Flaman Rentals Blog

Move your grain this fall with the all-new AGI Hutchinson Double Run Chain Conveyor

Posted by Paul Boechler Sep 14, 2020

Image of AGI Hutchinson Double Run Chain Conveyor from Flaman Agriculture

The AGI Hutchinson Double Run Chain Conveyor is a brand new product to the Flaman lineup. It is built in Western Canada with the prairie farmer in mind. Manufactured at AGI’s plant in Swift Current, SK, it is designed to handle delicate crops grown on the prairies, like pulses, far more gently than an auger would.

Image of UHMW plastic paddles on the AGI Hutchinson Double Run Chain Conveyor
The UHMW plastic paddles gently convey grain 

Maneuverable in Tight Spaces:
Modeled after the clean grain elevator on your combine, its UHMW plastic paddles convey crops to your bin in a gentle manner. A huge benefit of this is the ability to operate at full capacity from nearly any angle, fitting into tighter spaces.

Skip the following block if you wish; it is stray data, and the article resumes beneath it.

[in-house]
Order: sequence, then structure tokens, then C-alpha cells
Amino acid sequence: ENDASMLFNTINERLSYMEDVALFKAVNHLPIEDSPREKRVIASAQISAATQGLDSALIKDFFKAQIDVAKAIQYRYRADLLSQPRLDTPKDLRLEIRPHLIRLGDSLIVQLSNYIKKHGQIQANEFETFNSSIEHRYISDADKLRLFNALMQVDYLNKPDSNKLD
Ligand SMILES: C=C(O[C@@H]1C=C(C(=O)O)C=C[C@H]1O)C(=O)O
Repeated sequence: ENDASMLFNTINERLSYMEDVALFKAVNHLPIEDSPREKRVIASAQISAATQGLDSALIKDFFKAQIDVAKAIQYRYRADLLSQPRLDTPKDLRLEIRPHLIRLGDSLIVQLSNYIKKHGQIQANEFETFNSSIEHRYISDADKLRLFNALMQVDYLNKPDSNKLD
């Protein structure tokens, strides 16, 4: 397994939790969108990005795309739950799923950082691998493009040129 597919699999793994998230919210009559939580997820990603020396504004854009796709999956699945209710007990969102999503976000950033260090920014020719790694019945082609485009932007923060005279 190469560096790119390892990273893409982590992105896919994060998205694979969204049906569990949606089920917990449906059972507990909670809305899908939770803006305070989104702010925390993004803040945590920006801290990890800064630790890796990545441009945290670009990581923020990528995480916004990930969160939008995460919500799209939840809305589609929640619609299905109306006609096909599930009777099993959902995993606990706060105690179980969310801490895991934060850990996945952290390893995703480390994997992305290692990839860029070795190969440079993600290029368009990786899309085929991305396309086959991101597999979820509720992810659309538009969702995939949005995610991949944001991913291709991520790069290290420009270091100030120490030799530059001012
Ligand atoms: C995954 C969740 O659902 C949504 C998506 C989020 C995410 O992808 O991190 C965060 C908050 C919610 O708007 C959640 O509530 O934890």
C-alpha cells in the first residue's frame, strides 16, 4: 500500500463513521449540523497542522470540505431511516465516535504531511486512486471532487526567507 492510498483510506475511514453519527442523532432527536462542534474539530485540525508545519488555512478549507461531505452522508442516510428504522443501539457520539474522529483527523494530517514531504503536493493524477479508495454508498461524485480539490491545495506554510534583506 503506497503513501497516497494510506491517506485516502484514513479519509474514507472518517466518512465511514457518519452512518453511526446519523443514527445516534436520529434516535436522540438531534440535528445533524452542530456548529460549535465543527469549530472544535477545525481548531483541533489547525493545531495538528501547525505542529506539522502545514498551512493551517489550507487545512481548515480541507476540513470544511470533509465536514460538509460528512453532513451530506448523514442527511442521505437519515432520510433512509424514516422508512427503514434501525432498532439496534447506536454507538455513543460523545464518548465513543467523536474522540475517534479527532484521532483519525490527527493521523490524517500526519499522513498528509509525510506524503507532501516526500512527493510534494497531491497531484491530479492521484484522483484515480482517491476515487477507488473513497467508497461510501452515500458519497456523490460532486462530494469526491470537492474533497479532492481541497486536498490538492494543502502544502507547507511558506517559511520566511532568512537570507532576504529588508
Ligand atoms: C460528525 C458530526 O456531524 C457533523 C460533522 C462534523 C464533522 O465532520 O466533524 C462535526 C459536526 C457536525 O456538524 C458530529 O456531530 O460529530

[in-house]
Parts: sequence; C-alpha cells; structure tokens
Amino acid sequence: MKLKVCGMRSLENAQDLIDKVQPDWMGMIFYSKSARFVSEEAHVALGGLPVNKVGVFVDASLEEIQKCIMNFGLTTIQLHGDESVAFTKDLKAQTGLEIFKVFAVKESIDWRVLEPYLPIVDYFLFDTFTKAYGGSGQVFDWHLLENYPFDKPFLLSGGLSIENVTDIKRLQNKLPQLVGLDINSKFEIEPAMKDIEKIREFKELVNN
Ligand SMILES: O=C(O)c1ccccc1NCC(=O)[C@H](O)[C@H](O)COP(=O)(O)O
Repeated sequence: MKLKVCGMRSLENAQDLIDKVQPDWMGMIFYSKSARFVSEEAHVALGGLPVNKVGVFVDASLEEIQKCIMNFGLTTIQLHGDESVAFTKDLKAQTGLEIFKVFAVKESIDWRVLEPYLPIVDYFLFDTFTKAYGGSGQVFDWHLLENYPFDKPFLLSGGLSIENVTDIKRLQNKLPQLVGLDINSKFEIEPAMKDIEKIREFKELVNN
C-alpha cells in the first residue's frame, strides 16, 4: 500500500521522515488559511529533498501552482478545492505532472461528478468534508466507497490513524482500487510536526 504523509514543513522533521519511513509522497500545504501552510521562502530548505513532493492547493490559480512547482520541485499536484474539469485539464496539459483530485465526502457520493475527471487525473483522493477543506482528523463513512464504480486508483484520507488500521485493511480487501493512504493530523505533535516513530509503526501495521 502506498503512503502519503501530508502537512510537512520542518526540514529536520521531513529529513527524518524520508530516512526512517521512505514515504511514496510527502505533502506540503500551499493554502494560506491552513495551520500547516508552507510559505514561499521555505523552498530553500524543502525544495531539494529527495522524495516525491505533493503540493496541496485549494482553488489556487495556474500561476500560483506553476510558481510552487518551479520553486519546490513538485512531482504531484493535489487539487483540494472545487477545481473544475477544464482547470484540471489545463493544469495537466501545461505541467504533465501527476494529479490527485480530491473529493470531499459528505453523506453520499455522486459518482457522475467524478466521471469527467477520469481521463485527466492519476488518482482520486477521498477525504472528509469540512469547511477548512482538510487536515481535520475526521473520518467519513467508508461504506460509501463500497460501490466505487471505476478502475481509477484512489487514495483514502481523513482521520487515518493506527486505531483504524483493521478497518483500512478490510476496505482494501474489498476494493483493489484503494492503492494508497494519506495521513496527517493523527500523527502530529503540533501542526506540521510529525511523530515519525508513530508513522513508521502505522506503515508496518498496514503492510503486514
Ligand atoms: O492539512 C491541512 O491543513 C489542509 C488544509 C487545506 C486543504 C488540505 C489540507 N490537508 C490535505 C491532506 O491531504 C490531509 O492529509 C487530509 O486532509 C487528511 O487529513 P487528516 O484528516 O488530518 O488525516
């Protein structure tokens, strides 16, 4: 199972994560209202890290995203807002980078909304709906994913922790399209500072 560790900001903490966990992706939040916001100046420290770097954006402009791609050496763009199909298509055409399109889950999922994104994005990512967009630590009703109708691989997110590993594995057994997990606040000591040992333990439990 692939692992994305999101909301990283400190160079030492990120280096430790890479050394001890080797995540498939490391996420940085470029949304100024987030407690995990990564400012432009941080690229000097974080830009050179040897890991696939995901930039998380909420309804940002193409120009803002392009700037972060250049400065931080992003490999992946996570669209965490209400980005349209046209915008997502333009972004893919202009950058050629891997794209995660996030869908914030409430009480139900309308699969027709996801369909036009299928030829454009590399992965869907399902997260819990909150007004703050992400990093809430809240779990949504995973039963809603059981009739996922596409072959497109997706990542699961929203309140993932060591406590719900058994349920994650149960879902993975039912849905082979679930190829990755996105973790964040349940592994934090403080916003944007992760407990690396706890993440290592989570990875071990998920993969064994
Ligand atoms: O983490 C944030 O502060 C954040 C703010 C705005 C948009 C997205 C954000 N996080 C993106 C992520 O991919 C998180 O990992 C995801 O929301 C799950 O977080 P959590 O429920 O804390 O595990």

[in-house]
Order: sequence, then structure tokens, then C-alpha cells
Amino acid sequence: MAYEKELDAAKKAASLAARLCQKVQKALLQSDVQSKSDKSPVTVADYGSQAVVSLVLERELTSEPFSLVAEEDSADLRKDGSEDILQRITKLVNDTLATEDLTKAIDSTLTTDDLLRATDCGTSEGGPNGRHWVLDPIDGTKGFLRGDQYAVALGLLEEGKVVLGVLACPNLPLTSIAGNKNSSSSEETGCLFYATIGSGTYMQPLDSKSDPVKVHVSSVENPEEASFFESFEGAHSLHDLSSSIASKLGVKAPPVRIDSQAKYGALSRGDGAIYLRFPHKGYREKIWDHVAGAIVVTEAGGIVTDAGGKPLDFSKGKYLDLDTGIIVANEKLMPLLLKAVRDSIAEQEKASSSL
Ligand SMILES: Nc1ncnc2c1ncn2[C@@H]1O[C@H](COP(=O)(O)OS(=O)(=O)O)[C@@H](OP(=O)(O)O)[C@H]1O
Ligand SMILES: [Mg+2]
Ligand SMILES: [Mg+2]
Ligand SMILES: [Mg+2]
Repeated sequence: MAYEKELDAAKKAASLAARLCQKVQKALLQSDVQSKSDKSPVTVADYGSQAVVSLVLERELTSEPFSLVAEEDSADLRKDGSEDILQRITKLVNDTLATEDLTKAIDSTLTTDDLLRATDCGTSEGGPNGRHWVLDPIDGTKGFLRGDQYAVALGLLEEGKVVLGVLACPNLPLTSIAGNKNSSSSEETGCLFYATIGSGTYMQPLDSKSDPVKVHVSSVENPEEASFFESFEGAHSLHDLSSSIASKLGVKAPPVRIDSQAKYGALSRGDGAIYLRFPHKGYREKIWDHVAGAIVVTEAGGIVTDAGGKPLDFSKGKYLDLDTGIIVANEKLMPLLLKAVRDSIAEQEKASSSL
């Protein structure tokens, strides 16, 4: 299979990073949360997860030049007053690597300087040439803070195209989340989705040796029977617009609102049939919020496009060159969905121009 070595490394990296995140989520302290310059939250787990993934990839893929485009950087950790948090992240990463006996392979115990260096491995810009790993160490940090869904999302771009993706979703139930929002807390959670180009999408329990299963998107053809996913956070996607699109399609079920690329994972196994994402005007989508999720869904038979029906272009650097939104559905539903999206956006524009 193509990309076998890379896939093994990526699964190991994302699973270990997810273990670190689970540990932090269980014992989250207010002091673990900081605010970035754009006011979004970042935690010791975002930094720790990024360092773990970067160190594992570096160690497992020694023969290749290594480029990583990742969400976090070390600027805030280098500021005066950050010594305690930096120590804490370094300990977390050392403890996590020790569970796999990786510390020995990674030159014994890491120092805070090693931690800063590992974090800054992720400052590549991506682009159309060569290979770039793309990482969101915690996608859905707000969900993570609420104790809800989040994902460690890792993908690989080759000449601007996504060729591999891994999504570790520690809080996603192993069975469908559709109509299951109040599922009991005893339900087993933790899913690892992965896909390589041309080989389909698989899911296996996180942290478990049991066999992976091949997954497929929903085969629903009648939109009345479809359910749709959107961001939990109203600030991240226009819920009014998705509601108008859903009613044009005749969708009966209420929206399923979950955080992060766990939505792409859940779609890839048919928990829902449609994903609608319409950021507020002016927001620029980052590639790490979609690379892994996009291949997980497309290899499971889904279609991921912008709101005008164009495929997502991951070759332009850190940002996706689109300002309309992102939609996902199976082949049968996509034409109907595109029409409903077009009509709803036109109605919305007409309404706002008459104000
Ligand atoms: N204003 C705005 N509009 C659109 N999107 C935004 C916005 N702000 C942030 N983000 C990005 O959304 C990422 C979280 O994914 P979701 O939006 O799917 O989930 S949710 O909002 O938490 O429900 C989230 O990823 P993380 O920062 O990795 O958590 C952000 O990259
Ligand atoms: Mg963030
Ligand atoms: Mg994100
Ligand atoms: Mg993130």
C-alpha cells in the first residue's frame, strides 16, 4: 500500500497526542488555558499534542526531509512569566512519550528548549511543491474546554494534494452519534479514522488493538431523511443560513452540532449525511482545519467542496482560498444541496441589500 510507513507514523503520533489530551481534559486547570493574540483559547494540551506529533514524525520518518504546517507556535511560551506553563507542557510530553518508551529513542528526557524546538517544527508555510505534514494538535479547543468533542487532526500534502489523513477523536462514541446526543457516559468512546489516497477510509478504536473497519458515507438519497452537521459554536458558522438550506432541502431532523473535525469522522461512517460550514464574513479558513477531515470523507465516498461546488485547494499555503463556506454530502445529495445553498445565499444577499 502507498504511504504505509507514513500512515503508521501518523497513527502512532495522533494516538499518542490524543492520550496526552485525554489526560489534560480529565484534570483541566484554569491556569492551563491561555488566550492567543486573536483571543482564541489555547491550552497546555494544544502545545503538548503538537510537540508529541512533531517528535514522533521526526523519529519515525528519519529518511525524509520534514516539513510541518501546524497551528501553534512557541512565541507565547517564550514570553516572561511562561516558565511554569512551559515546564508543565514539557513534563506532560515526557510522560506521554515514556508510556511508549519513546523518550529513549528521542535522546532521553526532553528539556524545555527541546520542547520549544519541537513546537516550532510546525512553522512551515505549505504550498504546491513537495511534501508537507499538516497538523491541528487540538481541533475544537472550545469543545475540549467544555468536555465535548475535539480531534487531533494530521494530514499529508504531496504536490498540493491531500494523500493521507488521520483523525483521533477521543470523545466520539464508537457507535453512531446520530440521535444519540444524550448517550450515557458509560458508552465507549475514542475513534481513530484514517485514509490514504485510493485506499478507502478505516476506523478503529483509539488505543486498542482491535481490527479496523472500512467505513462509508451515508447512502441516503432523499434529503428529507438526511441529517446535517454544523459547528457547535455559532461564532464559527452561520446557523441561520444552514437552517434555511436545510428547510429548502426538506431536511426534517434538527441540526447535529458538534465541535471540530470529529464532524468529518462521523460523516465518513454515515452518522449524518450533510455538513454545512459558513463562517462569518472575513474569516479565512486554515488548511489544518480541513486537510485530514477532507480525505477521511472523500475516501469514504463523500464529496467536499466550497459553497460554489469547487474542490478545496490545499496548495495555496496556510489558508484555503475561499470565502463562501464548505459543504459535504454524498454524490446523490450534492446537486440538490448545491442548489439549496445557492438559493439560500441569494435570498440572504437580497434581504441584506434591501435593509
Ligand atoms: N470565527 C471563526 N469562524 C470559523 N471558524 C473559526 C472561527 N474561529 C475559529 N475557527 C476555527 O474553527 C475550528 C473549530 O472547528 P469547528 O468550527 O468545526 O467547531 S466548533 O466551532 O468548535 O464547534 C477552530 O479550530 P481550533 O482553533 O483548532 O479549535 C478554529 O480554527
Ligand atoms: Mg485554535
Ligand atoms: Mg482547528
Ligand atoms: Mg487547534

Another feature of the Double Run is the easy to use swivel arc kit, which makes the unit highly portable around the yard.  You can move it from bin to bin or dryer, by simply swapping a few pins.   

Image of swivel arc kit on the AGI Hutchinson Double Run Chain Conveyor
The swivel arc kit allows for easy maneuverability 

Low Power Requirements:
While the Double Run is powerful in getting your grain into the bin, it has a low horsepower requirement compared to alternative grain handling equipment. As an example, 8” model with a length of 82’ requires just 18 HP at a 45° angle (see chart below).  These units are available with an electric motor or PTO drive, giving you plenty of power options.